Germany’s Plans for Enhanced Role in NATO Come Amid Concerns About Russian Actions, Intentions

By James Carstensen | June 16, 2016 | 9:17 PM EDT

German President Joachim Gauck and Lithuanian President Dalia Grybauskaite review an honor guard during a welcoming ceremony in Berlin, Germany, Wednesday, April 20, 2016. (AP Photo/Markus Schreiber, File)

Berlin (CNSNews.com) – Germany’s deepening involvement in a growing NATO deployment along the alliance’s eastern flank is stoking debate here as some politicians voice concerns about Russia’s regional intervention and future intentions, and others call the move unnecessarily provocative.

NATO has confirmed plans to deploy an additional four battalions of 4,000 troops to Poland and the three Baltic States, in its biggest military build-up since the Cold War. Germany, which has long maintained a cautious approach towards military involvement, is expected to lead one of the NATO battalions next year, in Lithuania.

The new battalions are part of a wider plan to be further discussed at NATO’s Warsaw summit on July 8.

“We agreed to enhance our forward presence in the eastern part of the alliance. We are now discussing the size, the scope and the composition of that force.” NATO’s secretary-general Jens Stoltenberg announced in Brussels on Monday, “This will send a clear signal that NATO stands ready to defend any ally,” he said.

NATO hopes the plan will act as a “deterrent” against Russia taking further aggressive measures after its annexation of Ukraine's Crimea peninsula in February 2014.

Estonia, Latvia, Lithuania and Poland have been requesting increased NATO support since Russia’s intervention and its backing of separatists in eastern Ukraine.

Stoltenberg on Wednesday accused Russia of “undermining transparency and predictability” by carrying out snap military exercises.

The Russian Defense Ministry hit back at the allegation, saying NATO was espousing a “Russian threat” to create panic and paint the nation as an enemy. Russia says the unannounced military drills are needed to ensure troop readiness in the event of an attack.

Germany’s planned involvement to lead a battalion in Lithuania reflects its long standing positive relationship with the country. During a visit to Berlin by Lithuania's President Dalia Grybauskaite last April 20, Merkel stressed that Lithuania’s protection was “extremely important” to her government.

Germany recently also increased commitment to building its own domestic defense force, raising the defense budget and planned troop numbers, also for the first time since the Cold War – a move at least partly resulting from unease about Russia.

And the concerns go beyond Russia’s actions in Ukraine. With populist far-right parties and groups gaining influence and visibility in Germany, some fear Moscow could use them in a bid to destabilize Chancellor Angela Merkel’s government.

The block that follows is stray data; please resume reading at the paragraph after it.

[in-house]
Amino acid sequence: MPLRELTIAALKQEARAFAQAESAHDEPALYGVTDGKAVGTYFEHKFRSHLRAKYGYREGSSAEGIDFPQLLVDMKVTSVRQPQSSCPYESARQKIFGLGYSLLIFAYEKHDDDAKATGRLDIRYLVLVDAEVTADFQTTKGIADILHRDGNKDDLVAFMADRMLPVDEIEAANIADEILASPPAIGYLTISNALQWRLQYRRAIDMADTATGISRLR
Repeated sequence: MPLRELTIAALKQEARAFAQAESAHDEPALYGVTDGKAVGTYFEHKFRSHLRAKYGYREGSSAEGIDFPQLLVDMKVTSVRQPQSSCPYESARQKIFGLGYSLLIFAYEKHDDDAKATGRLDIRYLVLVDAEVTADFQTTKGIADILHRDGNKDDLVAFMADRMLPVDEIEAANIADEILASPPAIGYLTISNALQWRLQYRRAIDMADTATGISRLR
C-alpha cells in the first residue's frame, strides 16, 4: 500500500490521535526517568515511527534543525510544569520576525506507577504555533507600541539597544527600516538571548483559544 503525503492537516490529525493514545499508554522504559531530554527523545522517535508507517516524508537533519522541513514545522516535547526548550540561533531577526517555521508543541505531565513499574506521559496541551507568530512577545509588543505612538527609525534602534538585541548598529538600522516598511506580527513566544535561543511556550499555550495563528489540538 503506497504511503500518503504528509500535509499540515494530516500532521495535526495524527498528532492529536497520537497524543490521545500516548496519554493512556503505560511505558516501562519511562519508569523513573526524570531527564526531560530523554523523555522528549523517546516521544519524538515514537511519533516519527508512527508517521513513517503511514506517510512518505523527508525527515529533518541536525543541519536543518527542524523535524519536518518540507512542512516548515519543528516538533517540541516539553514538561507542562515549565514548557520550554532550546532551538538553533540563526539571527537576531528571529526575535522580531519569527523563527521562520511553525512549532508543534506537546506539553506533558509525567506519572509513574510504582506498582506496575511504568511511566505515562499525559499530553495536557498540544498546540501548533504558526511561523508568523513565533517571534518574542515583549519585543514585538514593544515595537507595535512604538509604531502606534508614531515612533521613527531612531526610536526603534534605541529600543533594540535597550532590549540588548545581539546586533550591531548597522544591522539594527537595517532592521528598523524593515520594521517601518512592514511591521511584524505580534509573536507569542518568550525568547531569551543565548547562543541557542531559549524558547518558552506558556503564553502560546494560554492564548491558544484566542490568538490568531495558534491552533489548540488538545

The Welt am Sonntag reported this week that the ruling Christian Democratic Union (CDU) and the Christian Social Union (CSU) parties are particularly concerned about possible Russian attempts to destabilize the government by funding groups like the Alternative for Germany (AfD) or the anti-Islam PEDIGA movement.

Stephen Meister, a Russia expert at the German Council on Foreign Relations (DGAP) said Russia was providing support in Germany for “all groups who want to weaken the democratic system.”

(Compounding these concerns, a study presented in Berlin on Wednesday found a significant increase in xenophobia and resentment towards Muslims, and even an increased willingness by far-right extremists to use violence “if necessary,” in support of their beliefs.)

In response, the federal government is planning to strengthen measures to combat spying, propaganda and misinformation from Russia.

“This propaganda is in truth a secret war against Germany and Europe. It is a war of information – especially misinformation. Russia wants to weaken the E.U. and isolate Germany,” CSU representative Hans-Peter Uhl told the Bild newspaper.

Other senior politicians, however, warn that the deepening NATO involvement will only further damage German-Russian relations.

Sahra Wagenknecht, chairman of the left-wing Die Linke party – described by the European Council of Foreign Relations as “pro-Russian” – condemned the move.

“Chancellor Angela Merkel is committing an irresponsible provocation, as, 75 years after the attack on the Soviet Union, she is sending the Bundeswehr to the Russian border,” said Wagenknecht, in reference to the Nazi era.

“E.U. eastward expansion and NATO troop parades are poison for peace and stability in Europe.” she said.